The QbD model can be used to predict undesired changes in product quality ahead of time. This allows corrective measures to be taken early to fix the predicted faults. Another approach is the use of “digital twins”, in which QbD can be combined with models to better monitor and control the process. This is also called “Quality by Digital Design”. Kis explains further, “The models (once validated and approved by the regulatory authorities) can in principle predict ahead in time how the product quality will change. For example, if the models predict that the product quality will go out of specifications in the next 5-10 minutes, the corrective measures can be taken at the present moment to correct/fix those quality deviations before these occur (thus fixing faults in the quality before these occur). This could replace (at least partially) quality by testing with quality by design. This means that the quality can be built into (or assured by) the design and operation/automation of the production process.” 

Artificial intelligence for vaccine development


Artificial intelligence (AI) can be an invaluable tool to design better vaccines. In fact, many of the COVID-19 vaccines owe their quick development to the power of AI. 

“AI offers great potential for designing better vaccines- as the speed in which supercomputers, AI and machine learning, enables identification of novel sites of vulnerability on viral proteins such as HIV ENE and SARS-CoV-2 (S),” says Koff. 

Machine-learning systems and computational analyses can help understand the virus and its structure and predict which of its components can contribute to an immune response. AI approaches can also be used to study the virus’s genetic mutations and understand how the virus evolves over time – this is especially relevant for conditions such as COVID-19, where several viral variants have emerged.

Though advantageous, AI alone is not sufficient. Koff explains, “AI alone will be less effective, at least in the short term, than coupling AI with structural modelling and wet-lab experimentation, to iteratively improve the AI models. In parallel, the generation of unprecedented scales of human immunity data, by the Human Vaccines Project and others, can help to facilitate the generation of initial AI models of human immunity – which will lead to future improvements of vaccine effectiveness in vulnerable populations, such as the elderly.”   

Newer modes of vaccine delivery


Delivery is an important issue because most vaccines currently used are still administered intramuscularly, subcutaneously or intradermally with a hypodermic needle. Nasal vaccines, jet injectors, microneedles and nanopatches are some promising modes of vaccine delivery that may offer a painless, cost-effective, safe, and convenient option. These delivery strategies may also avoid the need for expensive cold‐chain transport and storage, an important issue in resource-constraint regions. Additionally, a painless delivery system can ensure better compliance with the vaccination schedule.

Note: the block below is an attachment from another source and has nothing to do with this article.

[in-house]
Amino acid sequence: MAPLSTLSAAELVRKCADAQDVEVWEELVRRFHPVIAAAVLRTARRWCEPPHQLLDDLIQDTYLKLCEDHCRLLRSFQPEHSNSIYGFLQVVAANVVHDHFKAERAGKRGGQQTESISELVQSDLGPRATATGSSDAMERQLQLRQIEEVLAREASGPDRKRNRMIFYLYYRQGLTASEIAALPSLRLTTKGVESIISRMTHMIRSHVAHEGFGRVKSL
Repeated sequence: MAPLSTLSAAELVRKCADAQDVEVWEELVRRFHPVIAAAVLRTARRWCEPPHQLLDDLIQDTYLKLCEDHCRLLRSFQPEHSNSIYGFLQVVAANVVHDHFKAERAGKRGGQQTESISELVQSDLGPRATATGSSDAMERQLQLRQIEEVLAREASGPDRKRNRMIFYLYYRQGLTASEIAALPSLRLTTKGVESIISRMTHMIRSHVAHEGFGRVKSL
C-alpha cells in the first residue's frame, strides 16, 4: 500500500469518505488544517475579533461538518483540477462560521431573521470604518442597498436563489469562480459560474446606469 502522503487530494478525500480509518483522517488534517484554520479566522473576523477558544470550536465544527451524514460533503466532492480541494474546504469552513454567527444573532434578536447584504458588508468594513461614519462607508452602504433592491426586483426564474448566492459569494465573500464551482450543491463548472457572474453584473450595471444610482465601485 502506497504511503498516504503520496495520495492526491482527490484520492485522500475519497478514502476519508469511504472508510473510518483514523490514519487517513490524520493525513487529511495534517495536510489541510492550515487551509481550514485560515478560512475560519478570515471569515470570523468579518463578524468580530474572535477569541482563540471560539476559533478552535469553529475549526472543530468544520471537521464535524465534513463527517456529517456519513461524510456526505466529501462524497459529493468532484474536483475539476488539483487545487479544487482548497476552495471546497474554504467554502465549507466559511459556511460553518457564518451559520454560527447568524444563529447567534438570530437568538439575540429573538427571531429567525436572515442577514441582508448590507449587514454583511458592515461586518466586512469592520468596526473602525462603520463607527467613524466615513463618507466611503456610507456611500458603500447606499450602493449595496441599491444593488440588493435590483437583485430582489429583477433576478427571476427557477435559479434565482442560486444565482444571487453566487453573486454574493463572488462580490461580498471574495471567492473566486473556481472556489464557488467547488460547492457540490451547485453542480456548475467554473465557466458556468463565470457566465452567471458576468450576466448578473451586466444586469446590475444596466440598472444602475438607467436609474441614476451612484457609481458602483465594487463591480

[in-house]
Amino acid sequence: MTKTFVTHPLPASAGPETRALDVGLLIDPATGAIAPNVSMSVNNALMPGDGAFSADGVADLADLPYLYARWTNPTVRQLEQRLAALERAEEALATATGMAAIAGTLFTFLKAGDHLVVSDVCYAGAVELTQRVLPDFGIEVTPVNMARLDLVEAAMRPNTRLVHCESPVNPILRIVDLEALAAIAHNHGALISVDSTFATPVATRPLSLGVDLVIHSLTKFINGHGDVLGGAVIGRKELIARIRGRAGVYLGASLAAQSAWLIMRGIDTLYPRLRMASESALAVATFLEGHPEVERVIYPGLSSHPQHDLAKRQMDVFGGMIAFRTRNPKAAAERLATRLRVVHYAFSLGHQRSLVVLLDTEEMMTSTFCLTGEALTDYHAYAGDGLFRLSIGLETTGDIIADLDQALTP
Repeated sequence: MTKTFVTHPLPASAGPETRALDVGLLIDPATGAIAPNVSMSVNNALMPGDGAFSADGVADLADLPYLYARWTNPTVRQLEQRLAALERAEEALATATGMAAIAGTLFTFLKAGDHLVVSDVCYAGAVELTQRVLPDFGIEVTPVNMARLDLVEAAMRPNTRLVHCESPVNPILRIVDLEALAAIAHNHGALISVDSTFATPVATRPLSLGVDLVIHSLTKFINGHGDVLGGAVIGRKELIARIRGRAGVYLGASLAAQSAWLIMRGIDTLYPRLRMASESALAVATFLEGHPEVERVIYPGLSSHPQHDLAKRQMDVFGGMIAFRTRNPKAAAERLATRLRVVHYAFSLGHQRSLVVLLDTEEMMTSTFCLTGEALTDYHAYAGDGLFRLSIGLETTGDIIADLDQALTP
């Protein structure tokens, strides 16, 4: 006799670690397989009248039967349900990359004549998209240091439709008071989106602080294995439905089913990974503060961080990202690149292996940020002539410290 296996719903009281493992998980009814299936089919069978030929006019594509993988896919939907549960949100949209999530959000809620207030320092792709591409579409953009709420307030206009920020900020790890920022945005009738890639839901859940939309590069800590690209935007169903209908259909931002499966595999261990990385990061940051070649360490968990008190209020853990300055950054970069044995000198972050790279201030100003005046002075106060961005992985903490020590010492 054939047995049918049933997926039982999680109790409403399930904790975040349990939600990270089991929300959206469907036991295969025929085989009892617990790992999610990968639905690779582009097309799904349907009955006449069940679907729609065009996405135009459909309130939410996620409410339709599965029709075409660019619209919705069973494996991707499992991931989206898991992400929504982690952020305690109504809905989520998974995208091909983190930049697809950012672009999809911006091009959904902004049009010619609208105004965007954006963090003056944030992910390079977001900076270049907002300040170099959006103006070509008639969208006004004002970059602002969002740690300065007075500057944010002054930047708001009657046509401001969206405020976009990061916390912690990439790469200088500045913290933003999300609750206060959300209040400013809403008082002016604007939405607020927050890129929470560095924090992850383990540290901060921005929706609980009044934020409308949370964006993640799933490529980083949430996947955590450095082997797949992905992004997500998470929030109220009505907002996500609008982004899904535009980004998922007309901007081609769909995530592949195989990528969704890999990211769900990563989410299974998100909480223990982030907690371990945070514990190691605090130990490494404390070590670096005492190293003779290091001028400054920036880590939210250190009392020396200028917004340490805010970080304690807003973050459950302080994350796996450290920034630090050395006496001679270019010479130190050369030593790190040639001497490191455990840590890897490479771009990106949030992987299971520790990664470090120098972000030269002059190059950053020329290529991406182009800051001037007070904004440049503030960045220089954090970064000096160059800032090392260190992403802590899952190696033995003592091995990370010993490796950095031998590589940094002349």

Intranasal vaccines offer a needle-free method of immunization that can be easier to use and distribute. “The need/benefit to using an aerosol vaccine will be directed by the indication of the type of immune response you need. If the infectious disease attacks the respiratory tract then it might be beneficial to have an aerosolized vaccine. If you need respiratory mucosal immunity an aerosolized vaccine could be beneficial,” explains Aurelio Bonavia from the vaccine development group at Bill & Melinda Gates Medical Research Institute. SARS-CoV-2 infections are found to trigger both systemic and mucosal immunity. Hence, administering vaccines through the nasal route is seen as a promising vaccine strategy. Another area where aerosol vaccines are being studied is tuberculosis.

Though an attractive mode of delivery, intranasal vaccines have gained little interest. But there are hopes that this perception may change once an internasal vaccine for COVID-19 is approved. Several challenges may hamper the development of intranasal vaccines. “Device, price, regulatory path, formulation, characterization of the aerosol particle and characterization of the immune response are some key challenges in developing an aerosolized vaccine,”, says Bonavia.

What does the future hold?


Applying a structure-based approach, using new vaccine platforms and leveraging automation are key to circumvent the challenges associated with the current vaccine development strategy. COVID-19 is a remarkable example of how advances in technology can enable the development of vaccines with increased efficiency within shorter time frames. Hopes are high that these novel approaches and development strategies can pave the way to develop vaccines against diseases in which the traditional approaches have failed. 

Meet The Author
Neeta Ratanghayra, MPharm
Neeta Ratanghayra, MPharm